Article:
Introduction: How to Fix an Abstract Painting
This is my first Instructable. I've been browsing Instructables for a long time and love the creativity, and passion shown from the makers.
My passion right now is abstract painting because I love working and playing with color and texture. My path to a finished canvas is 99% intuitive.
In this Instructable I share my process of making an abstract painting emphasizing color and texture and my process for finishing or "fixing" the painting. I have written out the steps in a fairly detailed manner, so that a person who has never touched a brush can follow them and come up with finished work Enjoy!
Step 1: Tools and Materials
- Work space: Table big enough to accommodate paints, tools, light--if needed(ideally wherever you work should have good natural light.), cloths for blotting and clean up and a water container.
- Drop cloth to cover work space and maybe another for the floor
- Acrylic paint -- any colors. I use Acrylics because they don't smell, they are easy to wash up and they dry quickly*.*(see item 4)
- A stretched canvas; you can pick these up cheaply on line or at your big box craft store; look for coupons and sales. I also have had some luck at yard sales.
- Paint brushes and any other tool you can move paint around with. Experiment.
- Glycerin, a clear, thick liquid which helps keep the paint fluid and gives it a sheen. You can pick it at a drugstore.
- Palette: any non porous board or paper or plastic where you can keep small amounts of paint separate and use the middle for mixing colors
- Tools to produce texture, some suggestions: Credit cards and similar make little plow piles, the bumpy side of a meat mallet makes snow like impressions, and forks make trails. Tip: lay the paint on thick so you can get a defined texture when you drag a tool through it.
Step 2: Technique
In this step I will take you through a thought process and describe my technique. Choose anything that inspires you.
Consider some important points before you start:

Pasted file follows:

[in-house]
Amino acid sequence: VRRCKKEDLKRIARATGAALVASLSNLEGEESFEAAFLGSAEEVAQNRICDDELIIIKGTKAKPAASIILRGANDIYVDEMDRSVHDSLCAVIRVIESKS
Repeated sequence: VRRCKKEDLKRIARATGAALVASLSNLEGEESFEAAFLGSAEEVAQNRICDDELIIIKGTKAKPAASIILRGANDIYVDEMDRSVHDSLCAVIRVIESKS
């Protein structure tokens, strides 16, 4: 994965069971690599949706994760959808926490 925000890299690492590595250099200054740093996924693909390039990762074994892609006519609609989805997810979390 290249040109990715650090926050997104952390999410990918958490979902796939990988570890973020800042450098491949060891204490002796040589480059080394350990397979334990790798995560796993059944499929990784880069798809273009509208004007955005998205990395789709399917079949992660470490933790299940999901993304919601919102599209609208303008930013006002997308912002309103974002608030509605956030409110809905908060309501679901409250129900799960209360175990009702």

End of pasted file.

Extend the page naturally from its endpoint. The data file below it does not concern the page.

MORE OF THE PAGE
- What colors do I want to use?
- What brushes or tools do I want to use?
- What idea I want to convey?
- What will happen if I experiment?
Process: I chose to use a two layer approach and I chose to use colors based on orange on the bottom layer.
- I put small amounts of red of and yellow in separate wells of my palette.
- Also I put some white and some paint that looks like makeup foundation in separate wells.
- I mixed a very red orange, which you can see on the left of the canvas
- Mixing: use your brush or other tool to put small amounts of red and yellow together (for orange) and mix until it is all one color. If it's not the color you were expecting add more of one color or the other. Use a little white as a brightener. The paint that looks like makeup foundation will take you towards corals.
- After your background is down step away for awhile.
Step 3: Coming Back: Next Layer
So, when I stepped away from the canvas I was absolutely sure yellow would be the next color. When I came back to the canvas I chose blue and started in the corner. Just saying come back to your canvas with an open mind.
- Drop a chunk of color on the canvas and drag a brush or other tool through it (I used a credit card). Hint: Before moving it around drop a little glycerin in and that will make it easier to move and delay drying.
Step 4: Adding Colors and Textures
This step is very simple.
- Let your color freak flag fly.
- Experiment with textures.
- When you think you're done; step away.
- Let it go overnight
Step 5: Finishing/The Fix
I walked away from my canvas happy with the result. I came back to it the next day and decided it needed something. I mixed a green I liked and used it to put a little depth in the ridges. I used a plastic fork to pull some color from the edge.
At this stage:
- Look at it for awhile
- If it needs something go ahead
- If it ain't broke don't fix it
- Decide what angle to hang it at
- You're done
Thanks for looking at this Instructable! Go ahead and try it, share it!
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